Both groups of segments have different sales behavior. While the B2/B3 segments are more essential in nature, the bigger engine segments are discretionary purchases.
Engines are getting bigger even at a finer level
It is noteworthy that there is a small uptick in AMEDI for 2013 even though the B4-B6 segments are growing slower than the B2-B3 segments this year. This is because that within the B2/B3 segments, the B3 segment is growing at a much faster pace than the B2 segment. The B3 segment drove most of the growth in 2012, with 110cc-125cc (B3) engine size motorcycles cornering nearly all the additional numbers of 2012.
In comparison, the B2 segment (75cc-110cc) motorcycle segment stayed flat.
Looking at data from the first ten months of 2013, the B3 segment has delivered a growth of 5.86% over prior year period while the B2 segment could only manage a 1.04% growth over the first ten months of 2012.
This is important and indicates a change in preferences of the entry-segment customers as they seek bikes with slightly bigger engines, higher top-speeds and better acceleration. They also seek the benefits of better features (alloy wheels, electric start etc.) though with comparable fuel-efficiency and only marginally higher prices. [one_whole boxed=”true”] SIAM’s much welcome new segmentation: From April 2012 onwards, SIAM has started providing two-wheeler sales data at a much more granular level. This has become possible because of a revised segmentation, which increased the number of SIAM motorcycles from an earlier four (B1, B2, B3 & B4 with no products in the B1 Segment) to as many as twelve now (B1-B12). While model level sales data is still not available, SIAM’s new segmentation provides a much better outlook of the industry than before. The new segmentation also provides a much better insight into the large capacity import bike segments as well.
B2: Engine Capacity ≥755 cc but < 110 cc
B3: Engine Capacity ≥110 cc but < 125 cc
B4: Engine Capacity ≥125 cc but < 150 cc
B5: Engine Capacity ≥150 cc but < 200 cc
B6: Engine Capacity ≥200 cc but < 250 cc
B7: Engine Capacity ≥250 cc but < 350 cc
B8: Engine Capacity ≥350 cc but < 500 cc
B9: Engine Capacity ≥500 cc but < 800 cc
B10: Engine Capacity ≥800 cc but < 1000 cc
B11: Engine Capacity ≥1000 cc but < 1600 cc
B12: Engine Capacity ≥1600 cc [/one_whole]
This is also alarming for Hero Moto Corp as most of the company’s sales come form the Cub platform based motorcycles with engine displacement of 97.6cc. While some sales have been moving away to the 109.1cc Passion XPro and the 124.2 cc Super Splendor, a large chunk still comes from the 97.6cc range. With customers preferring larger engine sizes, this becomes a weak flank for Hero Motor Corp.
Segregating the B4-B6 segments
Looking at 2013 sales, the individual behavior of the B4, B5 and B6 segments is shockingly contrasting.
The increase in popularity and features of the B3 segment has resulted in a decline for the B4 (125cc-150cc) segment. The B4 segment faces the challenge of identity. Most machines in the segment are 135c bikes like the Pulsar 135LS. They are getting marginalized, as customers often either choose smaller 110cc-125cc machines with similar features or bigger 150cc machines with significantly more power.
The B4 segment declined by nearly 3.5% in the first ten months of 2013, over prior year. This comes on top of a more than 20% decline in the segment in 2012, over 2011.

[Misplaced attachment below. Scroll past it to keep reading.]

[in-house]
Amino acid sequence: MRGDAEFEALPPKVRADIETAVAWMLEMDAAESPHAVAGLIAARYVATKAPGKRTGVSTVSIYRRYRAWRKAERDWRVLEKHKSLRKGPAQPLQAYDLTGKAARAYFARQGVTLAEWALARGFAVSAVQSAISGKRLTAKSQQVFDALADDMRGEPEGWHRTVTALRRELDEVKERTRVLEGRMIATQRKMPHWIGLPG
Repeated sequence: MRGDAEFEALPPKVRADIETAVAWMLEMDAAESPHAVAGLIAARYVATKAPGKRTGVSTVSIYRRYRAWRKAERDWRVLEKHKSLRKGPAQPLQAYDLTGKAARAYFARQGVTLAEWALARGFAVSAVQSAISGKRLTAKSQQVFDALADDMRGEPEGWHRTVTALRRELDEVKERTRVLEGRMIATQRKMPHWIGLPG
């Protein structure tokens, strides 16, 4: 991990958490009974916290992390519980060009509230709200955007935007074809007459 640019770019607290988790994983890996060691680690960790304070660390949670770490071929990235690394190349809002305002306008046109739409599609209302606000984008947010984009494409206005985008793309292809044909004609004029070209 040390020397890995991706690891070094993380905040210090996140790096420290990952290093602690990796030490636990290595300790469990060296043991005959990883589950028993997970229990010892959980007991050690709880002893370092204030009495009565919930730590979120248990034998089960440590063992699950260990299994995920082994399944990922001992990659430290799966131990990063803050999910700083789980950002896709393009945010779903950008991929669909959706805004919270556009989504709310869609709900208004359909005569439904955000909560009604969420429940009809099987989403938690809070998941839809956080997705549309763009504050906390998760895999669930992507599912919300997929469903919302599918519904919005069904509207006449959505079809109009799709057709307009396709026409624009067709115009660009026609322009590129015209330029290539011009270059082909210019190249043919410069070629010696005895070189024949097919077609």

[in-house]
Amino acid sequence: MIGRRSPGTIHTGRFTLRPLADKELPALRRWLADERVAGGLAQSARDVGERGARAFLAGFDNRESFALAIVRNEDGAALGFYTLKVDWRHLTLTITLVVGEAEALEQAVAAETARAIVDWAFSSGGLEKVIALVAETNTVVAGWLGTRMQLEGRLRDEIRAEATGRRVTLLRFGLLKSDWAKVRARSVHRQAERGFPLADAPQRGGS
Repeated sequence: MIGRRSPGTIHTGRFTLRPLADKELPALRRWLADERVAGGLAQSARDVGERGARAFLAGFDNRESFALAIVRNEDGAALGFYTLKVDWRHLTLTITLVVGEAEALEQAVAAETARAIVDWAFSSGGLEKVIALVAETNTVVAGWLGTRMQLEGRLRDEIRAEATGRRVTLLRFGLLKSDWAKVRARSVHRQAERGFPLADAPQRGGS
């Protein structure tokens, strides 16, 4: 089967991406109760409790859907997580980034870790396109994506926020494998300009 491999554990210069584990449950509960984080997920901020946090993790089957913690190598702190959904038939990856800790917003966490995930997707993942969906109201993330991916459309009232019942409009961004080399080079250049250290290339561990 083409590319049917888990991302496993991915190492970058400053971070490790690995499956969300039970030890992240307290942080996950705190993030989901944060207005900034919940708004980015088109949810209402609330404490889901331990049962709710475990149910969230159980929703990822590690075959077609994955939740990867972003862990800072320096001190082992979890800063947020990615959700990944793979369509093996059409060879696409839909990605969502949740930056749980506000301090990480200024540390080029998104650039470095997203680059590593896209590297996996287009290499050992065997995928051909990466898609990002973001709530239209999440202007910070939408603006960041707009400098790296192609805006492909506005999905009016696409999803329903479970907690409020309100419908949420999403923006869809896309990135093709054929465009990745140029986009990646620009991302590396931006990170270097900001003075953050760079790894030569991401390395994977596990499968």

In 2012, the B5 segment (150cc-200cc) was growing strongly with a 18.9% increase in sales over previous year. The growth in segment exploded in terms of choices with products from Bajaj / KTM (Pulsar 180/200 and KTM 200) and TVS Apache RTR 180.
However, the segment declined in the first ten months of 2013, by more than 10%, over 2012. While Bajaj has been able to maintain a healthy growth trajectory in the segment, no upgrades to the Apache range mean that customers are moving away from TVS in the segment.
The story in contrasts continues with the B6 segment (200cc – 250cc), which shrank by 11% in 2012 because of having only a few products in the segment. The high prices of products in the segment and the availability of fresher products (Pulsar 200NS and KTM Duke 200) in the B5 segment has also seen customers shift into the lower segment. However, in 2013, the same segment has jumped up by 22% in the first ten months. This return to the B6 segment by the customer is driven by the price gap between the Bajaj Pulsar 200NS and the Bajaj Pulsar 220F. The smaller engine bike is priced about Rs 3000 more than the larger engine motorcycles and many enthusiasts are moving back to the larger engine option.
We stop this analysis at the B6 segment, as the segments above (B7-B12) are the subject of a separate analysis next week.
EMMAAA forecasts two-wheeler sales to nearly reach 22-million units in 2018. This would be primarily driven by motorcycles, though the gearless-scooters, especially segment A3 will grow at a healthy pace as well.
[one_third boxed=”true”] A note before we close this analysis: EMMAAA is releasing its first forecast of the Indian two wheeler market and industry in mid-December. To ask for a sample, please email us at email@example.com [/one_third]However, sales growth in 2013 is expected to be muted. EMMAAA forecasts that the hints of slowdown that started off in 2012 are likely to get stronger and 2013 sales are expected to grow by only 2.1% over 2012. Sales should see a mild recovery in 2014 with an expected growth of only 7.8%.
EMMAAA is the most optimistic for the B3 segment. The segment is forecasted to account for 5.02 million units in 2018, from the 1.78 million units in 2012, a CAGR of 18.9%. Changing customer preference for more feature-packed machines will send more customers into this segment.
The forecasted strong growth for the B3 segment will eventually lead to a much slower growth for the B2 segment. From 6.35 million units in 2012, the segment is likely to account for 8.08 million units in 2018, a CAGR of only 4.1%.
Slow growth is also forecasted for the B4 segment, which will grow at a CAGR of 5.1% from 1.41 million units in 2012 to 1.9 million units in 2018.